One key is the relationship between the board chair and chief staff officer
The best sign of a healthy association is a strong partnership between the board chair and the chief staff officer (often called Executive Director). Strong partnerships are fostered by maintaining an open stream of communication, by collaborating to achieve organizational goals, and by establishing a sense of mutual trust throughout the organization. Organizational effectiveness could be at stake if any of these components are missing within an association. Through my experience as an association manager, I have observed first-hand the how-to’s of organizational success.
How can you create and foster a successful working relationship with association board leaders?
A great working relationship with your board leader is imperative to meeting the objectives of the association. By fostering a relationship early on and winning a new board chair’s commitment, the association will be enabled to meet its goals while fulfilling the mission simultaneously. Developing an open and transparent connection will ensure that the two entities work together towards the mission of the association. It is important to gain the assurance that the board chair and executive director are ready and willing to tackle challenges and to create new successes of the association as a team.
Building a trusting and open communication channel will help to eliminate issues that will ultimately affect the association. For instance, having a dictatorship-type relationship between the board chair and the association leader will create a dynamic similar to working for a controlling and overbearing boss. This could include blaming the executive director for any issues that occur, not listening to input, and not responding to recommendations that the chief staff officer provides to improve current practices. This also encourages “board bullying”, where the entire board feels that they can speak to the association manager as an inferior, instead of two leaders working towards a shared vision. Role clarity, and developing a productive and effective relationship is necessary within a board, and specifically necessary between board leader and the association leaders.
What does a successful relationship between board and chief staff officers look like?
In a successful board/staff leader rapport, the executive director focuses on leading staff, instead of managing the board. The association manager can look to the board chair as a partner that understands the board’s supporting role, which is to ensure that the executive director has the tools to succeed while avoiding overwhelming amounts of input.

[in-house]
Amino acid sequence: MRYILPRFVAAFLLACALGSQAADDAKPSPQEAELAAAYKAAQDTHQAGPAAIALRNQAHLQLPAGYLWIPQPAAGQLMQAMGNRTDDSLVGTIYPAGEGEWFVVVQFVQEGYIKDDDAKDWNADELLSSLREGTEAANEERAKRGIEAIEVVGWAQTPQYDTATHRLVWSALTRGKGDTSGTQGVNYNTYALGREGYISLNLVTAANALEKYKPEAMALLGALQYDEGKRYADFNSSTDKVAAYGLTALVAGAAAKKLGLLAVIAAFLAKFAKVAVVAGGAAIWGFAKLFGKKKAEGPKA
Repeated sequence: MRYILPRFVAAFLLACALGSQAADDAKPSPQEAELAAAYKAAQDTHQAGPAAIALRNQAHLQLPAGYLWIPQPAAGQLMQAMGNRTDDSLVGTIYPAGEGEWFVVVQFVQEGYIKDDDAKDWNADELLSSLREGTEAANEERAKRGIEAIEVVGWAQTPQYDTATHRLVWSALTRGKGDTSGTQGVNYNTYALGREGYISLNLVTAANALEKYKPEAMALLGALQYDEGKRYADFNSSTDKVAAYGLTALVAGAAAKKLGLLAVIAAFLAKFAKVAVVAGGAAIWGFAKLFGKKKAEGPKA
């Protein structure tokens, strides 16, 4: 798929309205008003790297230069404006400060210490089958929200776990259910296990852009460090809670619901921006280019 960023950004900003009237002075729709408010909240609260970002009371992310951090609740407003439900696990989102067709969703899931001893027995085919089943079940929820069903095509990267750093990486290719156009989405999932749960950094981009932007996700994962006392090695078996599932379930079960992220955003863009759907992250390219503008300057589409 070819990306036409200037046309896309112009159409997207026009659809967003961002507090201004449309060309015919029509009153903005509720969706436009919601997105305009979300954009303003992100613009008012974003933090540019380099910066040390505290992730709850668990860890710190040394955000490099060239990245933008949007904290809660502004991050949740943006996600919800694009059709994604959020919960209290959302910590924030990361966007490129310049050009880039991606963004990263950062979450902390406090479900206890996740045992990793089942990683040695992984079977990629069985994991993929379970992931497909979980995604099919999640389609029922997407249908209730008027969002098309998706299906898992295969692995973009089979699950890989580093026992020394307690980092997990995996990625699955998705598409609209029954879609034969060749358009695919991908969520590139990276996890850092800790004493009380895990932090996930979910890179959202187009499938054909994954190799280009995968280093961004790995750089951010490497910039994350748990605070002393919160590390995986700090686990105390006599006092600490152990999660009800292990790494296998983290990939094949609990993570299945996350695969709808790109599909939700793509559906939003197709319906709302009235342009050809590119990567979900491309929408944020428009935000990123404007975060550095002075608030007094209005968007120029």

It takes time and commitment to create a relationship that works. All relationships require an investment, whether that be getting to know members, or participating in an event such as The Symposium for Chief Staff & Chief Elected Officers presented by Canadian Society of Association Executives (CSAE)
Most board leaders are willing to commit to healthy functional relationships, but few follow a structured process to achieve that, that clarifies their role or teaches the two to work together productively. There are good resources available to assist with that including the following article for more information on the Symposium for Chief Staff & Chief Elected Officers: https://strauss.ca/importance-role-clarity-association-boards-committees/
As an association manager, I work with many boards of directors and understand the importance of developing strong working relationships with board leaders to better fulfill the mission of the association. I have a Leadership Certificate for Non-Profit Chief Executives via Board Source, and have attended many CSAE events that focused on board leadership and creating a working dynamic with board chairs. The best thing about these events is that board leaders can also attend to learn how to apply their volunteer hours towards creating unity with the association manager, which, in turn, only betters the association.
I’ve learned from this training and my experience that in my role as an association manager that it is important to have an open communication channel between the board leader and executive director. In the early stages of a board chair’s term, figure out the best way to communicate with one another. In some cases, it could be a weekly phone call, coffee, or email report, whatever it is, it must remain consistent and reliable. Use these regularly scheduled meetings to discuss upcoming meeting agendas, outstanding action items and new endeavors in the association, such as an added member benefit.
How can you extend this relationship to the rest of the board of directors?
In addition to short weekly meetings with the board chair, the association leader should attend all board meetings. By being present at board meetings, chief staff officers have the opportunity to be part of an entire team where all are working toward the association’s strategic goals. Staff members serve as the experts. They have the internal, detailed information that allows the board to form the big picture. Being in attendance also helps form and advance the relationships between the board and the association leader. This also provides an opportunity for the incoming board chair to begin to familiarize themselves with the working relationship between the current board chair and association leader and see how it positively influences the association.
Creating and maintaining effective working relationships with chief staff officers is the key to a top performing association.
There are countless findings on how to create and maintain these relationships, all concluding that if a relationship of trust and open communication exists early in the board term, the association will flourish, and more organizational goals will be achieved.